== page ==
The Oral History Of Pavement’s Crooked Rain, Crooked Rain

The Oral History Of Pavement’s Crooked Rain, Crooked Rain

Twenty years ago this Valentine’s Day, one of the all-time classic indie rock albums was released into the world. Pavement’s Crooked Rain, Crooked Rain was a landmark for the band and its genre. Gorgeous yet unkempt, accessible yet insular, graceful yet slipshod, the album played a pivotal role in shaping the sound of Pavement and the face of indie rock going forward. It is a masterpiece, a record that continues to glimmer with unique brilliance two decades after its release.

For Pavement, already an underground sensation thanks to 1992 debut Slanted And Enchanted, this album marked a massive leap in terms of fidelity and style. Sonically, they traded the static-laden home recordings of their early days for studio work with outside engineers. Crooked Rain was hardly a polished record, but it sounded bright and clear compared to what came before it. Stephen Malkmus’ lyrics continued to be an inscrutable collage of scattered phraseology, ironic commentary on the music industry, and inside jokes interspersed with brief glimpses of relatable human sentiment; in the single “Gold Soundz,” the apparently soul-baring lyric “So drunk in the August sun/ And you’re the kind of girl I like/ Because you’re empty, and I’m empty” exists alongside nonsensical banter like “Did you remember in December/ That I won’t eat you when I’m gone.” But Pavement’s music underwent a substantial makeover on Crooked Rain. The band largely left behind the post-punk framework of Slanted in favor of an easygoing classic rock influence, establishing a template they’d work from for the rest of their storied career.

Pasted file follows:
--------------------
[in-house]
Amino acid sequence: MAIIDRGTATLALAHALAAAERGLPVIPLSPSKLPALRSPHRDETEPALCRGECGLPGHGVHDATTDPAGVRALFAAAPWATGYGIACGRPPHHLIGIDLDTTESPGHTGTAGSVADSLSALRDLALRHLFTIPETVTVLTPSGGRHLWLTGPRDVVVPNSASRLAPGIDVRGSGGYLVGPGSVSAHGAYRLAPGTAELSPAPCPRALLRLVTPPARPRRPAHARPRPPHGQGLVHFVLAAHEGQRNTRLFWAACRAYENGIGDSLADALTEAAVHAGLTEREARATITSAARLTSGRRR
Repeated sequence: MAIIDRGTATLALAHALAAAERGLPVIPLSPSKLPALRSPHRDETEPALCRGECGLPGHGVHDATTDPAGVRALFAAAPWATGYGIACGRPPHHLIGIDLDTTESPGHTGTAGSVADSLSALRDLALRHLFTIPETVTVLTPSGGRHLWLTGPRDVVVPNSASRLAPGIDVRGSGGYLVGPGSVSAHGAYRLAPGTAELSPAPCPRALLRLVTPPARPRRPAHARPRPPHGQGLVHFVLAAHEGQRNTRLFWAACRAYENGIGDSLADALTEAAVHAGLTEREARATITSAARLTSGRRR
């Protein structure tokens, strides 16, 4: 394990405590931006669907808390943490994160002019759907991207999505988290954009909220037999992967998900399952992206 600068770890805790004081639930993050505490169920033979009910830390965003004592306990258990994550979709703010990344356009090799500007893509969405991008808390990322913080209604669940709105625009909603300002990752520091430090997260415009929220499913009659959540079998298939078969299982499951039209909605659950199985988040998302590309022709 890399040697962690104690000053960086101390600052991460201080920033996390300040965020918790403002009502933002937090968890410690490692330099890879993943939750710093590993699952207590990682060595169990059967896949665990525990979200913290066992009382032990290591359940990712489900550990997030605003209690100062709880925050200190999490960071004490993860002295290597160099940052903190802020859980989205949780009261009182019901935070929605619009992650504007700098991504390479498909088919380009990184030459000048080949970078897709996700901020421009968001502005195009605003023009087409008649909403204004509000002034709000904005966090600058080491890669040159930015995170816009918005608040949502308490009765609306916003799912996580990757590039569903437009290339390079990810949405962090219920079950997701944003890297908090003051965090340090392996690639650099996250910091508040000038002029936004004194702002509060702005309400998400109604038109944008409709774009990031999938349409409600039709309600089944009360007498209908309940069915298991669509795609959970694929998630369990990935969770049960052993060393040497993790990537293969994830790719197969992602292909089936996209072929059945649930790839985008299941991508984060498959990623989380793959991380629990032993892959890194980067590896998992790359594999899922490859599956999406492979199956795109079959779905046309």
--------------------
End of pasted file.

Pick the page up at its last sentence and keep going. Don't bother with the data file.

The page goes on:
Although Crooked Rain never climbed above #121 on the U.S. album chart, it was by far the most visible release yet for the young New York label Matador Records, generating radio and MTV airplay for a scene that existed almost completely underground. That’s partially because it boasted the most accessible music to ever emerge from that scene. The songs bursted with undeniable melodies couched in off-kilter delivery, be they vocal hooks tweaked by squawks and whimpers or effortlessly slinky guitar leads that shined and careened like casually waved sparklers. The chorus from lead single “Cut Your Hair” is indicative, pasting the album’s most indelible melody into wordless falsetto mewling. It sounded unlike much of the leading alternative radio staples of the day, but it did reference some of them by name when Malkmus playfully dissed Stone Temple Pilots and the Smashing Pumpkins in the closing bars of the country-tinged “Range Life.” The album-closing guitar epic “Fillmore Jive” declares the end of the rock and roll era and ends on an unfinished sentence.

Such exploits didn’t rocket Pavement to the forefront of the commercial alternative explosion that dominated the early ’90s in the wake of Nirvana; a year after Crooked Rain’s release, the band was pelted with rocks and mud at Lollapalooza’s West Virginia tour stop and had to end its set early. But the album did (ahem) cement Pavement’s fervent fan base, a cult that grew steadily until their breakup at the end of the ’90s and blossomed exponentially in the 2000s when bands and critics alike began rampantly name-checking the group as a formative power in the underground. Furthermore, Crooked Rain paved the way for Matador’s rise into a fertile middle ground between the mainstream and the underground and, in a larger sense, guitar-based indie rock’s evolution into a commercial force in the new millennium. It’s hard to imagine bands as disparate as Fleet Foxes, Arcade Fire, and the Shins ascending to legitimate rock stardom without Crooked Rain laying the groundwork a decade earlier — firstly by unapologetically blending punk and classic rock influences, secondly by nudging the cloistered indie underground out into the mainstream spotlight without making the leap to a major.